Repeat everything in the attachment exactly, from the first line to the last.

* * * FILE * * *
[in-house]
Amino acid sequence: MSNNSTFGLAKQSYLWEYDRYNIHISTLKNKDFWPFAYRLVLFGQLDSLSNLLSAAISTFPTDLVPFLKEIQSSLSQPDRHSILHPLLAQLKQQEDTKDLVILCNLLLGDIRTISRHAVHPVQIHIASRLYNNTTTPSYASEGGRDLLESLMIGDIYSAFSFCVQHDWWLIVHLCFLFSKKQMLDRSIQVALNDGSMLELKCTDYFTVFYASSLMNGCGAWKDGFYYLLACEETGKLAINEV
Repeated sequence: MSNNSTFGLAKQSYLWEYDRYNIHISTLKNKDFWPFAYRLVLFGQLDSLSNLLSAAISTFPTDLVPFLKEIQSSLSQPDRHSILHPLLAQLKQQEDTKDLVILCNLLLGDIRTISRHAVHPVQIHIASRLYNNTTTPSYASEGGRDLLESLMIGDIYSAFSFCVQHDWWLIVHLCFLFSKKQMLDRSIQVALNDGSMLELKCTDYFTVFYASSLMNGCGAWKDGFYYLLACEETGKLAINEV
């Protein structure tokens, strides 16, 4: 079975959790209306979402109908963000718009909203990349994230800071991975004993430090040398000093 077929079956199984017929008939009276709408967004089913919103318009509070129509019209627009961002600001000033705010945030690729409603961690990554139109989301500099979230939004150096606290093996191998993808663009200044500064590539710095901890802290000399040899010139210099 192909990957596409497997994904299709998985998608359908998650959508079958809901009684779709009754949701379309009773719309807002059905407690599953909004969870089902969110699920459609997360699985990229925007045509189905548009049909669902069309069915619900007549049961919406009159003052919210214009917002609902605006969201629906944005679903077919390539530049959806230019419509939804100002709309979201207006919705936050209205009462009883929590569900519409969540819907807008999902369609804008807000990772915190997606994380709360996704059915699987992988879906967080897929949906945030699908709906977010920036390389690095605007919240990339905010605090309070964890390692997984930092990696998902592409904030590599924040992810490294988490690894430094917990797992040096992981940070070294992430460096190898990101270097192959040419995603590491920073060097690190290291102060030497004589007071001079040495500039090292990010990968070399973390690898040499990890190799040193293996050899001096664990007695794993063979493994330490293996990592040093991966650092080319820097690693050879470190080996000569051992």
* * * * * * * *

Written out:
[in-house]
Amino acid sequence: MSNNSTFGLAKQSYLWEYDRYNIHISTLKNKDFWPFAYRLVLFGQLDSLSNLLSAAISTFPTDLVPFLKEIQSSLSQPDRHSILHPLLAQLKQQEDTKDLVILCNLLLGDIRTISRHAVHPVQIHIASRLYNNTTTPSYASEGGRDLLESLMIGDIYSAFSFCVQHDWWLIVHLCFLFSKKQMLDRSIQVALNDGSMLELKCTDYFTVFYASSLMNGCGAWKDGFYYLLACEETGKLAINEV
Repeated sequence: MSNNSTFGLAKQSYLWEYDRYNIHISTLKNKDFWPFAYRLVLFGQLDSLSNLLSAAISTFPTDLVPFLKEIQSSLSQPDRHSILHPLLAQLKQQEDTKDLVILCNLLLGDIRTISRHAVHPVQIHIASRLYNNTTTPSYASEGGRDLLESLMIGDIYSAFSFCVQHDWWLIVHLCFLFSKKQMLDRSIQVALNDGSMLELKCTDYFTVFYASSLMNGCGAWKDGFYYLLACEETGKLAINEV
């Protein structure tokens, strides 16, 4: 079975959790209306979402109908963000718009909203990349994230800071991975004993430090040398000093 077929079956199984017929008939009276709408967004089913919103318009509070129509019209627009961002600001000033705010945030690729409603961690990554139109989301500099979230939004150096606290093996191998993808663009200044500064590539710095901890802290000399040899010139210099 192909990957596409497997994904299709998985998608359908998650959508079958809901009684779709009754949701379309009773719309807002059905407690599953909004969870089902969110699920459609997360699985990229925007045509189905548009049909669902069309069915619900007549049961919406009159003052919210214009917002609902605006969201629906944005679903077919390539530049959806230019419509939804100002709309979201207006919705936050209205009462009883929590569900519409969540819907807008999902369609804008807000990772915190997606994380709360996704059915699987992988879906967080897929949906945030699908709906977010920036390389690095605007919240990339905010605090309070964890390692997984930092990696998902592409904030590599924040992810490294988490690894430094917990797992040096992981940070070294992430460096190898990101270097192959040419995603590491920073060097690190290291102060030497004589007071001079040495500039090292990010990968070399973390690898040499990890190799040193293996050899001096664990007695794993063979493994330490293996990592040093991966650092080319820097690693050879470190080996000569051992």